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Voter voices: Opinions vary about how to handle the physical, financial toll of the coronavirus pandemic

Posted at 9:23 PM, Nov 02, 2020
and last updated 2020-11-02 23:23:05-05

It's not just propositions and presidential candidates on the ballot this year; voters will be deciding on how our country recovers from the coronavirus pandemic.

ABC15 has spent the past several weeks talking to voters about what that recover should look like.

For every voter we spoke to, concerns about the pandemic are at the top of mind, but what to do about it differs widely.

Voter Harriett who lives in the Southeast Valley, is in a high-risk group and believe masks should be a non-negotiable.

"There should be a mandate. Everyone in this country should be wearing a mask, it should not be left up to the mayors of each city. It should be a state mandate. It should be across the United States, everyone wearing masks," she said.

We spoke to another voter, Elizabeth Joseph, a colonic and nutrition spa owner, who says she believe the mask mandates and restrictions should be done away with. Instead she thinks leaders should be promoting boosting our immune systems.

"How are they banning and shutting down businesses asking us to wear a mask, but no one has mentioned vitamins or saying don't eat fast food at this time?"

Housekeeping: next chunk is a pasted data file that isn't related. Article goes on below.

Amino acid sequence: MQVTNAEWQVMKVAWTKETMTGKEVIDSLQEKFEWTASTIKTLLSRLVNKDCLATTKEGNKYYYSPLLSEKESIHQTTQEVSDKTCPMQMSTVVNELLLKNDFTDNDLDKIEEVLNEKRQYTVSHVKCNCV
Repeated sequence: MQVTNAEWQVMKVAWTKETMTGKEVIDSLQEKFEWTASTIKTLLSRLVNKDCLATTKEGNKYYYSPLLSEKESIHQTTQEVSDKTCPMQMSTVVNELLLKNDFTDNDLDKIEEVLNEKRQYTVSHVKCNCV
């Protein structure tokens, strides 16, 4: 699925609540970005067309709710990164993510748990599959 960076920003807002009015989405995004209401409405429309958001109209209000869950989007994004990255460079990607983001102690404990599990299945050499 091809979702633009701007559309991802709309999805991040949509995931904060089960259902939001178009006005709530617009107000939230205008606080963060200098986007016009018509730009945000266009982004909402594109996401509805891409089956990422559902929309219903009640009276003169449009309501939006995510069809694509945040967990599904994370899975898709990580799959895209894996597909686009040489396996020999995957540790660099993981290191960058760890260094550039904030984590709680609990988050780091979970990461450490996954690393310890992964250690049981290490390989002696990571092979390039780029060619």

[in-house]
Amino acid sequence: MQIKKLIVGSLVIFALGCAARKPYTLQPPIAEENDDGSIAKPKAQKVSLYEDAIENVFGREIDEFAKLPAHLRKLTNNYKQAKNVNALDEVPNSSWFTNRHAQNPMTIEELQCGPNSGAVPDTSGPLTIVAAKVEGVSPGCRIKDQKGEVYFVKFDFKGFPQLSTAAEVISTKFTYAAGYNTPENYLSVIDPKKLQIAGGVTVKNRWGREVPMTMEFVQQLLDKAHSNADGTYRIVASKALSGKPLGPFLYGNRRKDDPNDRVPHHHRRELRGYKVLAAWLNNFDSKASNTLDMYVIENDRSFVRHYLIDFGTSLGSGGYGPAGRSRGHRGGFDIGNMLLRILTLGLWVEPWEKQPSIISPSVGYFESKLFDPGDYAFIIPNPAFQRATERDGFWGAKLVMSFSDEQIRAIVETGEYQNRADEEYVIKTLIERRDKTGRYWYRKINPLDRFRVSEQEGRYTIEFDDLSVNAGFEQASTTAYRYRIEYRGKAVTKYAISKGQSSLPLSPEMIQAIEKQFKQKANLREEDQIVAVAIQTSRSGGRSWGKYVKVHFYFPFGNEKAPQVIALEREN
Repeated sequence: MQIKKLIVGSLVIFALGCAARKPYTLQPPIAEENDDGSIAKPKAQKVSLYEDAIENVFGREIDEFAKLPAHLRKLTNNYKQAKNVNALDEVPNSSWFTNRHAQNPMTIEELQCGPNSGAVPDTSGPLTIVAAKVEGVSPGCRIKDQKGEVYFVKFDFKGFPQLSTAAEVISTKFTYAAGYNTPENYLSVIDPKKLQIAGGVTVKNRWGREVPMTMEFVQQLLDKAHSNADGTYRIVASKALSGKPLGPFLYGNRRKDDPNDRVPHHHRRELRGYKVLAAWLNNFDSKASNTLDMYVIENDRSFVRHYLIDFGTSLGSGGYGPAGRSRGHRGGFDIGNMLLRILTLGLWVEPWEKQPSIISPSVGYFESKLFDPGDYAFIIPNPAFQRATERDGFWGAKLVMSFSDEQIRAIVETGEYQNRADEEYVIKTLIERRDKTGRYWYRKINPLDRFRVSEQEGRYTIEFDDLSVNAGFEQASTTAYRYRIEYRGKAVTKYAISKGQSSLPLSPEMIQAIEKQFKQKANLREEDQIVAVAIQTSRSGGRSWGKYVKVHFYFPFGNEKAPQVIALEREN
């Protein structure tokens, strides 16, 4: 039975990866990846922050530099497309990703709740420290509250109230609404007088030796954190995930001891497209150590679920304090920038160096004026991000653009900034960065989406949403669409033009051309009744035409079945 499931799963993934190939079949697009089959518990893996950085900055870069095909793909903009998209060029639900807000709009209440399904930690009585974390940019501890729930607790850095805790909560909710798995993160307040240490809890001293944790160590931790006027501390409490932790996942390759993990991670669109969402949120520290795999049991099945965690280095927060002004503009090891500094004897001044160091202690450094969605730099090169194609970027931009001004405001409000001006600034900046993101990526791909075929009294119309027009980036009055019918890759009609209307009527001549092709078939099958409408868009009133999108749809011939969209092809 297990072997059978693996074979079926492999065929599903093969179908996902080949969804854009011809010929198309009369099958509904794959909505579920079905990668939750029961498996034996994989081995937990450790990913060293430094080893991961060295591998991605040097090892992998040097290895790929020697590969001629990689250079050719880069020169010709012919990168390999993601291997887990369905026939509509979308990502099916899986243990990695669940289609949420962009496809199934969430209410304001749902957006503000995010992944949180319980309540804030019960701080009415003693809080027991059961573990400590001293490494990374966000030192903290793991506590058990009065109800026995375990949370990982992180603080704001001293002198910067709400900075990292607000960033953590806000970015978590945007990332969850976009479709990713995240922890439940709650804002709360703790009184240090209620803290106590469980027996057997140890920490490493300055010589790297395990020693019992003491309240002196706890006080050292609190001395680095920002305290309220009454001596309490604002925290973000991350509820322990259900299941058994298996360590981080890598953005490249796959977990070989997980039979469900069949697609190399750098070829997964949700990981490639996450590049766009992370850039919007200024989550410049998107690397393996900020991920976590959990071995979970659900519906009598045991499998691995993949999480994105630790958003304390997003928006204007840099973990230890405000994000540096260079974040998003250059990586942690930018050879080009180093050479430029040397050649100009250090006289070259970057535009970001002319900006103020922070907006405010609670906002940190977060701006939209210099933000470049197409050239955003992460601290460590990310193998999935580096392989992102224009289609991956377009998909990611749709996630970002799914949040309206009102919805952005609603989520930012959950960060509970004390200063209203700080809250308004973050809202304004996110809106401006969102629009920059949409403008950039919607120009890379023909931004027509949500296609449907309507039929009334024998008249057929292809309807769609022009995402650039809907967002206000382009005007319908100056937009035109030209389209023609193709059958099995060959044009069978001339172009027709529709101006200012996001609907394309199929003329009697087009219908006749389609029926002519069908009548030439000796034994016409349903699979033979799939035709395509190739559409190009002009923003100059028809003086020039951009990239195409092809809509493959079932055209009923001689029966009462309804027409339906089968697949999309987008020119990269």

Patricia Johnson, a senior from Sun Lakes, say life has been on hold. In normal times she would have been on an international trip with one daughter and in Texas visiting the other.

For Johnson a vaccine cannot get here quickly enough. "I really would like to see our federal government and our state governments develop plans together," she said.

We also heard from small businesses and those who rely on them.

Mikki Gray, a bartender in Phoenix, is fearful that neighborhood bars like the one she works won't sure the limits on entertainment and capacity.

"I feel like they're trying to run, run us out," she said. "All of us all the little bars. We just don't matter, you know."

For Steven Diep who manages Mekong Plaza in Mesa, one of his biggest concern is to "get this virus under control."

Equally as concerning is how to get more cash to the small businesses inside the mall before they are forced to close for good.

"What they need to do is to push out that stimulus packet as soon as possible, because, you know, they're, they're running out of money. And I don't see no other way, but to, you know, kind of pump money into the system until this pandemic is over," he said.

Grandmothers Rosanna Gallagher of Buckeye, and Harriett who was mentioned earlier, don't know one another but their worries are the same: how people treat those who don't look like them and think like them.

"This division in our country--that keeps me up," Gallagher said. "Because I want better for my grandchildren and our children."

Harriet is concerned about her grandchildren living in a country that she says is as racially divided as she's ever seen it.

"We are there now. And if something doesn't change very soon, something doesn't change. It's going to get worse," she said.